The Australia-US Ministerial Consultations (AUSMIN) joint statement records Australia’s surreptitious accession as the 51st state of the Union. That it has been done without a vote, or even a serious national or parliamentary debate, highlights the accompanying loss of democracy.
Australia has effectively surrendered its right to say what kinds of military platforms and weapons can be brought on to, or stationed in, it’s territory.
The Australian government will permit “the rotational deployment of US aircraft of all types in Australia and appropriate aircraft training and exercises”. It will facilitate “increasing logistics and sustainment capabilities of US surface and subsurface vessels in Australia”. Alarmingly, Australia will “[E]stablish a combined logistics, sustainment, and maintenance enterprise to support high end warfighting and combined military operations in the region”.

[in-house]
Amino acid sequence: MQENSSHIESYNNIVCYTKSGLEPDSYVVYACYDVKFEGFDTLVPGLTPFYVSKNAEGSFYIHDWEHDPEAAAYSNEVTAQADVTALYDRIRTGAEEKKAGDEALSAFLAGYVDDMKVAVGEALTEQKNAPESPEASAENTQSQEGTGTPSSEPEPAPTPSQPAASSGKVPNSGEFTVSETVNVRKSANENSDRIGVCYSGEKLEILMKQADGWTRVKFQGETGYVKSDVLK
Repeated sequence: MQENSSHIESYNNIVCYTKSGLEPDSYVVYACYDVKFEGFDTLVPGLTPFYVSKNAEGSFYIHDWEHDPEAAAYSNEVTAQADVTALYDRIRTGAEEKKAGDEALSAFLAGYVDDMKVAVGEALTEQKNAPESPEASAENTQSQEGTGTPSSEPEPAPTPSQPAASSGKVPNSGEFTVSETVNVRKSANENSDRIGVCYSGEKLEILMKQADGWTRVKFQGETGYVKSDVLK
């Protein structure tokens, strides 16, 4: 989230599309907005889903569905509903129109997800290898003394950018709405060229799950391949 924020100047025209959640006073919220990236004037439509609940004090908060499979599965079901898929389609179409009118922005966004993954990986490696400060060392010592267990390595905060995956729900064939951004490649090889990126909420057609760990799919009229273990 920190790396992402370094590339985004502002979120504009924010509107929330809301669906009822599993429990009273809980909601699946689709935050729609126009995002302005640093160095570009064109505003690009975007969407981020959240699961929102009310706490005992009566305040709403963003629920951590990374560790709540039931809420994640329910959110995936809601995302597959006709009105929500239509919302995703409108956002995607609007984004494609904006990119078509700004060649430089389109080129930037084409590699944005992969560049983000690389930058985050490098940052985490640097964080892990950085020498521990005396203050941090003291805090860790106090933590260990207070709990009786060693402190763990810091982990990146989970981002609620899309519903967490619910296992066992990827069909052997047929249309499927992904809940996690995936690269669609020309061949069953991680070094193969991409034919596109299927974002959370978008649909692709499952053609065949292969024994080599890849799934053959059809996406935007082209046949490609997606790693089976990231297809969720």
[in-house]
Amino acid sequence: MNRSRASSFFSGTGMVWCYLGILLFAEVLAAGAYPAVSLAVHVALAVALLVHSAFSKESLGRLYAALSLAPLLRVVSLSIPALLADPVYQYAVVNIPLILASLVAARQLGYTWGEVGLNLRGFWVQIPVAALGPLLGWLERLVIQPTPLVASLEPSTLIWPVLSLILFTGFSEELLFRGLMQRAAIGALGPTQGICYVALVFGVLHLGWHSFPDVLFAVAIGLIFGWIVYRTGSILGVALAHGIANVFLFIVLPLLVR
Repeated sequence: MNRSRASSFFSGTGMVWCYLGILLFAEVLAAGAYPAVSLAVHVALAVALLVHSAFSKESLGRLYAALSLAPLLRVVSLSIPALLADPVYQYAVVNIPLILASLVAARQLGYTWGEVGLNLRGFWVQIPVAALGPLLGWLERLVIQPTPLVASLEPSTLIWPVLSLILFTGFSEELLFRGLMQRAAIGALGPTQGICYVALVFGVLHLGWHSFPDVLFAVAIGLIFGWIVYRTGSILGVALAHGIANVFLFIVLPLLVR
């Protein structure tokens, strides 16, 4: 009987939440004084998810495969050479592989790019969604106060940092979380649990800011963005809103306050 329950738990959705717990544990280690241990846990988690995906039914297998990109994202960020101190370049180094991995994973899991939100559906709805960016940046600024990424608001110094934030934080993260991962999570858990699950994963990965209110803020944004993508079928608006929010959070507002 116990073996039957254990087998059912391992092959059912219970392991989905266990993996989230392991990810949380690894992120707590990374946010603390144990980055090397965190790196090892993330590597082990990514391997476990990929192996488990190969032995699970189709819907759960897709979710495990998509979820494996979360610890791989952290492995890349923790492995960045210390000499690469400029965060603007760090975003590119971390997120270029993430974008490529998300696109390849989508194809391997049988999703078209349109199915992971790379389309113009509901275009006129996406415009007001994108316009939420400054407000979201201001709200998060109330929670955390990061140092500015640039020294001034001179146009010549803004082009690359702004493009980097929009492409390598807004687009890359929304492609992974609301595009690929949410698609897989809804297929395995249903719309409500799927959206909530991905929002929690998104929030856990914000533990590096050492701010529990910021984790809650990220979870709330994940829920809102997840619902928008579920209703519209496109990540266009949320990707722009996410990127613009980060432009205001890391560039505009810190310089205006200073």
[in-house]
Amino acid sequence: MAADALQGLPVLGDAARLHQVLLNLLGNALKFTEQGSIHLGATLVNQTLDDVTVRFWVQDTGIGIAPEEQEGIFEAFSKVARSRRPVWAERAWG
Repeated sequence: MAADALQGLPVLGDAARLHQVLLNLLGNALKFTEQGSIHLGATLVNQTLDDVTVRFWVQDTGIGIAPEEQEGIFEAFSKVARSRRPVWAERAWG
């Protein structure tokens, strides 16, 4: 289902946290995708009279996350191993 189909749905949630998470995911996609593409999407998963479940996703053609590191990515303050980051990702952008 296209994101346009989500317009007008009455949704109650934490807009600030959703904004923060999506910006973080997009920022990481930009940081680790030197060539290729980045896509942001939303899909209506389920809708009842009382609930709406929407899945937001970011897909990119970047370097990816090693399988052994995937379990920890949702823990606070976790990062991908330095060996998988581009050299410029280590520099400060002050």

This represents a complete and total subordination of Australia’s interests to those of America. It is not possible to say no to America when so deeply entwined with US military war preparations.
The total abrogation of the right of Australia to independently determine its own strategic situation is contained in just three words in the joint statement. The ministers agreed that the purpose of giving Australia over to the US military as a base was to “deter our adversaries”. Australia now has “adversaries”!
Australia is now openly a cog in America’s war plans. In plain language, Australia now refers to China as an adversary, that is an enemy, and has acceded to turning itself into a launching pad for “high end warfighting and combined military operations in the region”. Think what is enveloped in that phrase!